2014 NICE guidelines on management of heart failure recommend surgical aortic valve replacement for people with heart failure due to severe aortic stenosis, who are assessed as suitable for surgery.

NICE recommend transcatheter aortic valve implantation for people who are unsuitable for surgery. This involves accessing the aorta via a catheter inserted into an artery in the groin or chest.  However, the risks involved with this procedure mean that it is currently not recommended as an alternative for people otherwise suitable for surgery. This guidance is under review.

 

What are the implications?

This large review indicates that bioprosthetic valve replacement for severe aortic stenosis is safe and gives survival outcomes comparable to the general population without aortic stenosis.

The long-term deterioration of the valves suggests a need for regular monitoring to identify people who may require a further valve replacement, especially after ten years.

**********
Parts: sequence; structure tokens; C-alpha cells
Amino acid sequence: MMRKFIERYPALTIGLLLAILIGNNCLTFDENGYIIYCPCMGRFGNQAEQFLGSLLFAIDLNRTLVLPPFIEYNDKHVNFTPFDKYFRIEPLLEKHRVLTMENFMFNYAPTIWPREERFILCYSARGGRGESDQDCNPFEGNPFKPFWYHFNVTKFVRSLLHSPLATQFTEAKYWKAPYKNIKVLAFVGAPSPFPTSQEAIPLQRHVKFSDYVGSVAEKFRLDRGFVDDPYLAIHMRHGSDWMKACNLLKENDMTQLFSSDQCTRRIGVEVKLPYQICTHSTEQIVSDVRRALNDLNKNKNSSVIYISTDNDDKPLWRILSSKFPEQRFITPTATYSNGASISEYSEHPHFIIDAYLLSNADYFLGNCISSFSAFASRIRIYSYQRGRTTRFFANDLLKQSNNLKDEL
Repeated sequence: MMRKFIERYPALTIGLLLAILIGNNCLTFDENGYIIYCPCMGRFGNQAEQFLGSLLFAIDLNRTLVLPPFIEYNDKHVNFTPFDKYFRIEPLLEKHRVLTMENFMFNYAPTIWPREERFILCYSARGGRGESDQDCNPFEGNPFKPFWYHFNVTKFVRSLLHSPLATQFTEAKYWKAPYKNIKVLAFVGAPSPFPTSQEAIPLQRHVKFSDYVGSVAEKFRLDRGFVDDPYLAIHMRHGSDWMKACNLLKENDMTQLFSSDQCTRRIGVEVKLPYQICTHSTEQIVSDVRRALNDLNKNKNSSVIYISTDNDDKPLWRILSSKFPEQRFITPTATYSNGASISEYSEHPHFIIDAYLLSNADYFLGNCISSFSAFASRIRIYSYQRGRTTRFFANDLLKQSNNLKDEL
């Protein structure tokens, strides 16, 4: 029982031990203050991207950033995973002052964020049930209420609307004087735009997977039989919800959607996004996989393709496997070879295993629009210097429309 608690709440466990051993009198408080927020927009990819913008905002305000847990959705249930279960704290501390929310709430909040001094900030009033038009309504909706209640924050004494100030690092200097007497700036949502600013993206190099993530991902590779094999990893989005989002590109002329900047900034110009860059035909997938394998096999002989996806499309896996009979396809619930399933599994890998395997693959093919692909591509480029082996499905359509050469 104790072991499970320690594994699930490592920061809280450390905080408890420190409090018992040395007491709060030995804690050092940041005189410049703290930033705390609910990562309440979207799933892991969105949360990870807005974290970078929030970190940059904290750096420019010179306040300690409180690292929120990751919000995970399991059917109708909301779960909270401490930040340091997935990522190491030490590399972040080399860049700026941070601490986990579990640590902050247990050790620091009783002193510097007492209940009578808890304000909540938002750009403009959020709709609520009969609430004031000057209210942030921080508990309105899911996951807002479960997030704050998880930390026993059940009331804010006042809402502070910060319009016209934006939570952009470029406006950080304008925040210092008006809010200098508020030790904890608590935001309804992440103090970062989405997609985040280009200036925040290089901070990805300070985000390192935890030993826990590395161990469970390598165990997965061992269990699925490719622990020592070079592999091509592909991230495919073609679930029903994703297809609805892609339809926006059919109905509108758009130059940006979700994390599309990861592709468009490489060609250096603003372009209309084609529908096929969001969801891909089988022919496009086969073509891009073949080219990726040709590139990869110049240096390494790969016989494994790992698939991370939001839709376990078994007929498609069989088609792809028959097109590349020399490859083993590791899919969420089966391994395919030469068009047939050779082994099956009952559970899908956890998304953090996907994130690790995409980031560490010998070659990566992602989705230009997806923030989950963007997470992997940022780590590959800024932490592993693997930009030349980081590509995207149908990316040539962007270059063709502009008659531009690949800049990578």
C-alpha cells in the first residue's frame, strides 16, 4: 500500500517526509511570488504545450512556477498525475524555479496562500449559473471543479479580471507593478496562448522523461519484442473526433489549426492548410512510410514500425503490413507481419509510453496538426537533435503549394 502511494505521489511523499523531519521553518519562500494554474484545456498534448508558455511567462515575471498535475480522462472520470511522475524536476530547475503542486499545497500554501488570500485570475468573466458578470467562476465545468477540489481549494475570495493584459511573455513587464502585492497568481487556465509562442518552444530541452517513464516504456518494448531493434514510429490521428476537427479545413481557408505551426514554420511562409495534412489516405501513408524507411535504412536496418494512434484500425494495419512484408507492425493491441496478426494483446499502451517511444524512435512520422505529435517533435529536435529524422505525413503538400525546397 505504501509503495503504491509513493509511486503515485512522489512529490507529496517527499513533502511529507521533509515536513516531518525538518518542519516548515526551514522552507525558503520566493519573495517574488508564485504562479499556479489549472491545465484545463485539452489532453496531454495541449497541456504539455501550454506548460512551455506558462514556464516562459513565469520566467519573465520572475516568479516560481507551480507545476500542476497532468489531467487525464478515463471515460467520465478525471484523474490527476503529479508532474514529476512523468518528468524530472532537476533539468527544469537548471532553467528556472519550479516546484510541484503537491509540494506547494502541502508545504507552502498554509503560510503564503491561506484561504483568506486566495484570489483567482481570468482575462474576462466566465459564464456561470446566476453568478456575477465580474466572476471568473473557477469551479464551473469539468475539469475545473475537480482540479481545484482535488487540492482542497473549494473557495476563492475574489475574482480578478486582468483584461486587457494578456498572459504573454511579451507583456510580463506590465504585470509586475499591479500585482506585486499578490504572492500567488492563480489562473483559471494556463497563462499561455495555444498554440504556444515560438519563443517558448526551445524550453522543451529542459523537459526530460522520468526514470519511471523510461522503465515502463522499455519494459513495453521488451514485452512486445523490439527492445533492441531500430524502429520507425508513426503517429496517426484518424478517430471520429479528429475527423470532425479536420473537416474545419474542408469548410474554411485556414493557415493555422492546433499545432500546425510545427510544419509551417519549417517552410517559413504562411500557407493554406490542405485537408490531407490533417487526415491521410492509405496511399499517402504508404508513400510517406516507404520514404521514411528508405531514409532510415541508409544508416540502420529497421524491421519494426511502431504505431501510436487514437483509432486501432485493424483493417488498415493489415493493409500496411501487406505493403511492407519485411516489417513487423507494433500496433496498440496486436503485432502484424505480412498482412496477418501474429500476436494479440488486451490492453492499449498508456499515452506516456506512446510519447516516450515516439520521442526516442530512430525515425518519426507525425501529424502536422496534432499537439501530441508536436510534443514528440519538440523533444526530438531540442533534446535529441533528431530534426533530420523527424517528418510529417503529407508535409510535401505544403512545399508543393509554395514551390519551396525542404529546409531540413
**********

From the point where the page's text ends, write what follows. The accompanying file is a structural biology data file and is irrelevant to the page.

Comparable data on long-term patient outcomes following surgical mechanical valve replacement or transcatheter approaches would be valuable.

 

Citation and Funding

Foroutan F, Guyatt GH, O'Brien K, et al. Prognosis after surgical replacement with a bioprosthetic aortic valve in patients with severe symptomatic aortic stenosis: systematic review of observational studies. BMJ. 2016;354:i5065.

The authors declare no financial support from any organisation for this review.

 

Bibliography

British Heart Foundation. Heart valve disease. London: British Heart Foundation.

NHS Choices. Aortic valve replacement. London: Department of Health; 2016.

NICE. Acute heart failure: diagnosis and management. CG187. London: National Institute for Health and Care Excellence; 2014.

NICE. Balloon valvuloplasty for aortic valve stenosis in adults and children. IPG78. London: National Institute for Health and Care Excellence; 2004.

NICE. Sutureless aortic valve replacement for aortic stenosis. IPG456. London: National Institute for Health and Care Excellence; 2013.